How the 1906 San Francisco earthquake shaped economic activity in the American West

Research output: Contribution to journalJournal articlepeer-review

This paper examines the long-run effects of the 1906 San Francisco Earthquake on the spatial distribution of economic activity in the American West. Using variation in the potential damage intensity of the earthquake, we show that more severely affected cities experienced lower population increases relative to less affected cities until the late 20th century. The earthquake left a long-lasting mark mainly because it interrupted existing migrant networks. Less affected areas became more attractive migrant destinations in the immediate aftermath of the earthquake, which permanently changed relative city sizes in the American West.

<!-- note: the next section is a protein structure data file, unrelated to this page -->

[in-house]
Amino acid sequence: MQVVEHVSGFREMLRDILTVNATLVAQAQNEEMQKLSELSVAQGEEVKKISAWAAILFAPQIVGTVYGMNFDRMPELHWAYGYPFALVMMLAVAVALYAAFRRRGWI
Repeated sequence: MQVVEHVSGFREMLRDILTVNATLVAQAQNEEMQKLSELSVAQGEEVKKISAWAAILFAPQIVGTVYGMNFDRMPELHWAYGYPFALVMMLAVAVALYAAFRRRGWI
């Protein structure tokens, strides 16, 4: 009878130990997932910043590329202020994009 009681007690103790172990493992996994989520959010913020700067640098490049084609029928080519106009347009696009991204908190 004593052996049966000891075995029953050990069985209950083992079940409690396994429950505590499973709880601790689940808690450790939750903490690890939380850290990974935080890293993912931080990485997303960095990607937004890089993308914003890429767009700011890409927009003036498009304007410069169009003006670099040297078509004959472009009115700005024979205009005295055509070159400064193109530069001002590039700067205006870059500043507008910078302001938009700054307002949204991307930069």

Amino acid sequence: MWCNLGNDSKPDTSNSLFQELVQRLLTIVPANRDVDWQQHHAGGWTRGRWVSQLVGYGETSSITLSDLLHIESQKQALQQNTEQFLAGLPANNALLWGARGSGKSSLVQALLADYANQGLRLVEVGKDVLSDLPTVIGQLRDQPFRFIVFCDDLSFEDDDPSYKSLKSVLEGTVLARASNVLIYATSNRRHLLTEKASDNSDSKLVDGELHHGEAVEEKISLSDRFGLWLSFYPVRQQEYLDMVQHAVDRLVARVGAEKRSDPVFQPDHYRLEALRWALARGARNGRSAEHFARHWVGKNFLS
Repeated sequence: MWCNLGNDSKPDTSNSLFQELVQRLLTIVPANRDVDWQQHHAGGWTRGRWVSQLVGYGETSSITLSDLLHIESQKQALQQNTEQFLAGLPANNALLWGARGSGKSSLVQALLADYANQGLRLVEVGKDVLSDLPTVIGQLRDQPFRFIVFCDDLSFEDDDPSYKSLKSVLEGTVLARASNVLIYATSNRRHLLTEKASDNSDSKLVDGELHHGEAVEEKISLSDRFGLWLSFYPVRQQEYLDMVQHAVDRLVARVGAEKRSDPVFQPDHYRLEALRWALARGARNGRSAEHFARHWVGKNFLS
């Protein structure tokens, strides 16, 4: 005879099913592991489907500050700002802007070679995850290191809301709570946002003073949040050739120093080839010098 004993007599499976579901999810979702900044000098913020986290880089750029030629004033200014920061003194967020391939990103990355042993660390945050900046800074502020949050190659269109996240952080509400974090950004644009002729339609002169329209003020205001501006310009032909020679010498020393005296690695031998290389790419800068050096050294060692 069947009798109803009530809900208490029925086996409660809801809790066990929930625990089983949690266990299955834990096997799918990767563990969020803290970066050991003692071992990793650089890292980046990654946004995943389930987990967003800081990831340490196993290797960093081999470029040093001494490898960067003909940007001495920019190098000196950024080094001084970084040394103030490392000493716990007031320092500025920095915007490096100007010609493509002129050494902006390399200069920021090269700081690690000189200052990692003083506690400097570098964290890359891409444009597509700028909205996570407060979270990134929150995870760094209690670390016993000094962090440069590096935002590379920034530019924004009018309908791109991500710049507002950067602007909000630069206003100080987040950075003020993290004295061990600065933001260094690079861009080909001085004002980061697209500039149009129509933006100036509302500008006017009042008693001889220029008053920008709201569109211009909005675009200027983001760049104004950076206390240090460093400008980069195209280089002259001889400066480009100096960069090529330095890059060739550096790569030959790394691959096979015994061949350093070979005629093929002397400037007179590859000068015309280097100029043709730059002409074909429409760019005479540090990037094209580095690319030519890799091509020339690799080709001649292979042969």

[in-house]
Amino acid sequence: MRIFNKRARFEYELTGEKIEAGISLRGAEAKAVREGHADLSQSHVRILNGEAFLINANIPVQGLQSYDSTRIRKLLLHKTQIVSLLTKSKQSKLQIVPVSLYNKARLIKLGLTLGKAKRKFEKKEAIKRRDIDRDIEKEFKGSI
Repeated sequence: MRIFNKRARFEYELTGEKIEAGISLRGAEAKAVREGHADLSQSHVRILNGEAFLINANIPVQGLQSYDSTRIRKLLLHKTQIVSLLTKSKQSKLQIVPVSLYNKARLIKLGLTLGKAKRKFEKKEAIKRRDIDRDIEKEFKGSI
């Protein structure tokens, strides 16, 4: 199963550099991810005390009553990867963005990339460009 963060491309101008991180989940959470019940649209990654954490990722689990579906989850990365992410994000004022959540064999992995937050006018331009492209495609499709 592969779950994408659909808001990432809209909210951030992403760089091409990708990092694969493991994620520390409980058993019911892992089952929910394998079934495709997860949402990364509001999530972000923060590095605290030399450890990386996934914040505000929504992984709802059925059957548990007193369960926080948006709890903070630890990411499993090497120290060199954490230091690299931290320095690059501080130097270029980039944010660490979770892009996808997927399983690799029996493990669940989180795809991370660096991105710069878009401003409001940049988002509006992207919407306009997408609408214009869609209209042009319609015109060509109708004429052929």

Original languageEnglish
Article number101342
JournalExplorations in Economic History
Publication statusPublished - Jul 2020

    Research areas

  • Economic geography, Location of economic activity, Migration, Natural disasters

ID: 248855750